Unlike last year’s Yale College Council elections — which were darkened by allegations and accusations against each of the four presidential candidates — the 2015 election season for YCC president has remained positive and uneventful.
Polls opened Thursday morning at 9 a.m., and the three presidential candidates remain intent on gathering votes. While Andy Hill ’17 has focused on speaking to student organizations, his opponents Joe English ’17 and Ben Martin ’17 have taken a broader approach by trying to reach as many students as possible.
The candidates agree: Throughout the week, they have remained civil toward one another.
“Election week has been definitely more positive than last year,” English said. “It’s nice that all three of us running started out as friends and are still friends because it’s a testament to how positive this campaign season has been.”
The other two presidential candidates expressed similar opinions. Martin said the three candidates’ friendships have set the positive tone for the campaign. Although Hill noted student politics are not always “hugs and happiness,” he likewise cited his friendship with the other candidates as the reason for the clean campaign.
Hill spent this week meeting with representatives from fraternities and sororities to talk about creating an inter-fraternity council. In addition to meeting with leaders from other undergraduate organizations, Hill met with groups of freshmen on Thursday in the Calhoun, Ezra Stiles and Silliman College dining halls to garner support.
“I’ve got the other groups I’m involved with on campus pulling really hard for me as well, including my fraternity and Mock Trial,” Hill said. “It has been a total blast, but I’ll be excited when it’s over and I can get some sleep.”
English and Martin employed similar strategies for the first day of voting. Supported by their campaign staffers, the two have organized photo campaigns and plan to have representatives outside dining halls encouraging undergraduates to vote. The candidates also plan to canvas throughout Old Campus.
Still, these efforts take a toll on the candidates’ personal lives. Martin quipped that the campaign period has been detrimental to his schoolwork. He said he had to complete two problem sets last night, leaving only a few hours to sleep before class.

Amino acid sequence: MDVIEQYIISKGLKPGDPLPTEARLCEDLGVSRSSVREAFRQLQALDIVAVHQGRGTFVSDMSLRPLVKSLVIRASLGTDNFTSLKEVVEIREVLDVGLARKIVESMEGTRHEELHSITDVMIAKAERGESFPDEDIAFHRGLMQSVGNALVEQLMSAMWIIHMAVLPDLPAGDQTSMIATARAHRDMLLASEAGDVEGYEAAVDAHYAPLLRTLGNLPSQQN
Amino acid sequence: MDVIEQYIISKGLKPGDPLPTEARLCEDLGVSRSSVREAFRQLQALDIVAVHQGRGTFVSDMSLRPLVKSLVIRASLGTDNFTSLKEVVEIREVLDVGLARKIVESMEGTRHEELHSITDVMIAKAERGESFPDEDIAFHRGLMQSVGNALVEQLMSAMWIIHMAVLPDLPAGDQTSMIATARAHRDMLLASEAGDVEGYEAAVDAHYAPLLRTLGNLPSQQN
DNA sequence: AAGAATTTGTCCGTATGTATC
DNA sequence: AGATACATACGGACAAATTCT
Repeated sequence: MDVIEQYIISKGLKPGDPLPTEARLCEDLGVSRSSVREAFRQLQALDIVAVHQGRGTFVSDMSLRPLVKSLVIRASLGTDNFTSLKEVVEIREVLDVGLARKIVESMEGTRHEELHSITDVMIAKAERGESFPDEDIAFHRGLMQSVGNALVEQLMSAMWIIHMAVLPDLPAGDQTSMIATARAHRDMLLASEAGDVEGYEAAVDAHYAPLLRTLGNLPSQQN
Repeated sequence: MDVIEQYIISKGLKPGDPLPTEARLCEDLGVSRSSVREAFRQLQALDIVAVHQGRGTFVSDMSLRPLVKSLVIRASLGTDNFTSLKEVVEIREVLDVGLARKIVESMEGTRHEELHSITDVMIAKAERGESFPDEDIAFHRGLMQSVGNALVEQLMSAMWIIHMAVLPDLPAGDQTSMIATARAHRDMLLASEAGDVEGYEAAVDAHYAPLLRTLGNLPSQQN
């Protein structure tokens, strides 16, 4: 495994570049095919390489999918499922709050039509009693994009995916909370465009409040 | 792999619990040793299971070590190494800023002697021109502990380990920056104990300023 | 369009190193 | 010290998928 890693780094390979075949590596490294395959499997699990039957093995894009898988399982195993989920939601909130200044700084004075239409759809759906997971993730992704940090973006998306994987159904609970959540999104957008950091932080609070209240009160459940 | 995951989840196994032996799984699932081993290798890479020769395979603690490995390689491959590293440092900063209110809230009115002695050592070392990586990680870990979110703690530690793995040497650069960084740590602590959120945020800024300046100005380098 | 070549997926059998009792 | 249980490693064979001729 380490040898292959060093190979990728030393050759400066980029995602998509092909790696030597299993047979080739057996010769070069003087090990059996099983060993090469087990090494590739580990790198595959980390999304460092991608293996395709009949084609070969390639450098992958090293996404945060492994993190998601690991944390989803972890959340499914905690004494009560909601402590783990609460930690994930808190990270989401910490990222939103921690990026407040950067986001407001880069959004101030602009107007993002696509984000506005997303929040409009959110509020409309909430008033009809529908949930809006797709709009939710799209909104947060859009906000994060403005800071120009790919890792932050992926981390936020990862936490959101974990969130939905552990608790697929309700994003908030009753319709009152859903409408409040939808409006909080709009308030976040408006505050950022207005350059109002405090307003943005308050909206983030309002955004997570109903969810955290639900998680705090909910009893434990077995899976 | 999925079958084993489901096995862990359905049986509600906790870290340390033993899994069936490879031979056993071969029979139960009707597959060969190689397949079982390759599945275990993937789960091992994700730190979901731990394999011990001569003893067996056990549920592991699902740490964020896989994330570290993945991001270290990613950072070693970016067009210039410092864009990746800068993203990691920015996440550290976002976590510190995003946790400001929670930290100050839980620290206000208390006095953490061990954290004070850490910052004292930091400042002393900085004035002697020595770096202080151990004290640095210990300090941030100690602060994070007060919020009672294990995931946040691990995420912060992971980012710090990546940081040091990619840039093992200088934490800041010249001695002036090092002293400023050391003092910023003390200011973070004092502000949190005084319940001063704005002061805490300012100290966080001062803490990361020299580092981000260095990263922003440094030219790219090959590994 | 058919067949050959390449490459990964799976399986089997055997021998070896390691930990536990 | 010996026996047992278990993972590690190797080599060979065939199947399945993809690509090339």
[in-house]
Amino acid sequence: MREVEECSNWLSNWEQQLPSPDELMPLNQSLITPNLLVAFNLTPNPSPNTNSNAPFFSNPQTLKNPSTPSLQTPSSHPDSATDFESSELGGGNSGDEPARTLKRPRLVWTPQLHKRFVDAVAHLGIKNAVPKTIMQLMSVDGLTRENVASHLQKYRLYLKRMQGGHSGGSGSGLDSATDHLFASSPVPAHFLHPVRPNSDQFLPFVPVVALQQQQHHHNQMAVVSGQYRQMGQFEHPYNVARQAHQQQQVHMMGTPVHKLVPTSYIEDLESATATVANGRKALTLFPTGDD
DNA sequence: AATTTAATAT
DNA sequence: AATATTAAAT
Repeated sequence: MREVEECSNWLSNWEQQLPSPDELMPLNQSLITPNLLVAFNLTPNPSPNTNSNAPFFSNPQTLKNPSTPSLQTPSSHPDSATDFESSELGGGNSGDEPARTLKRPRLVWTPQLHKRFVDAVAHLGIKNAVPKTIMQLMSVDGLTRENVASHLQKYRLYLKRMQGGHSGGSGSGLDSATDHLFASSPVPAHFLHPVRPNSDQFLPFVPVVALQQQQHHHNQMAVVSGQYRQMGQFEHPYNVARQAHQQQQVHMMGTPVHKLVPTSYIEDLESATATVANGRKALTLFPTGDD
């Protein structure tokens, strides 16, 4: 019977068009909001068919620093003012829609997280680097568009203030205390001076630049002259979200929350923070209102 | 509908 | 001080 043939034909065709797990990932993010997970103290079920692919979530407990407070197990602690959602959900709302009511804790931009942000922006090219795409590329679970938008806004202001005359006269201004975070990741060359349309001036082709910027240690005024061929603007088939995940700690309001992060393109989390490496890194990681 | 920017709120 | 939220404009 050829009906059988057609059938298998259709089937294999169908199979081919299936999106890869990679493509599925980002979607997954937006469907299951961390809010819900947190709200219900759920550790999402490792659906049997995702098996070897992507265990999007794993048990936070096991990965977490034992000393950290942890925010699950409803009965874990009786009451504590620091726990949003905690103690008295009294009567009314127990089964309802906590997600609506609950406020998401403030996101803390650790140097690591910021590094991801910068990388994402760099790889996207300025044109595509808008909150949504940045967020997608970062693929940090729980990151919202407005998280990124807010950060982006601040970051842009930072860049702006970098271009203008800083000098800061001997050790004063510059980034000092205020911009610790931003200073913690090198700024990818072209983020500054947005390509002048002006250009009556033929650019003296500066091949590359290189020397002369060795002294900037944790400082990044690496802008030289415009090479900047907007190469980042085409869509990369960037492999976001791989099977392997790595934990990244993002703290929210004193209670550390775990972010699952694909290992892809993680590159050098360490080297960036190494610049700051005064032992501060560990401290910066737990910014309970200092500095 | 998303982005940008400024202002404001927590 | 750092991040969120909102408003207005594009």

“It’s a great experience to run a campaign team and be scrutinized by the media, but not so positive on my grades,” Martin said. “I have a problem set dropping by two percent every hour, so as the campaign goes on, my grades also slowly decrease.”
All three presidential candidates emphasized the importance of students voting. English said student participation will not only help to legitimize the YCC, but it will also, in turn, provide better channels for student discussion with the University administration.
Current YCC President Michael Herbert ’16 said he hopes this campaign’s positivity does not lead to a drop in voter turnout. Of nine students interviewed, four said they are unaware of who the presidential candidates are, also indicating that they do not plan to vote.
“I couldn’t care less [about YCC elections],” Hannah Schmitt ’18 said. “Aside from focusing on what we have in the dining halls, I don’t think the YCC focuses enough on what Yale as an institution is doing in the world overall.”
Nevertheless, all students interviewed agreed that the most important quality of the YCC president is his willingness to respond to the undergraduate body and address student concerns. Lucia Baca ’17 said she does not weigh a candidate’s past experience in the YCC as heavily as his or vision for his term as president. Other students said the YCC has to be more active in influencing Yale’s activities outside of New Haven.
Justin Wang ’17 said he does not personally know any of the candidates and would be making his decision based off of their online platforms and advice from friends. Similarly, Yasmin Kakar ’16 said she looked to see which candidate’s online statement she most agreed with before voting.
Polls officially close on Friday at 9 p.m.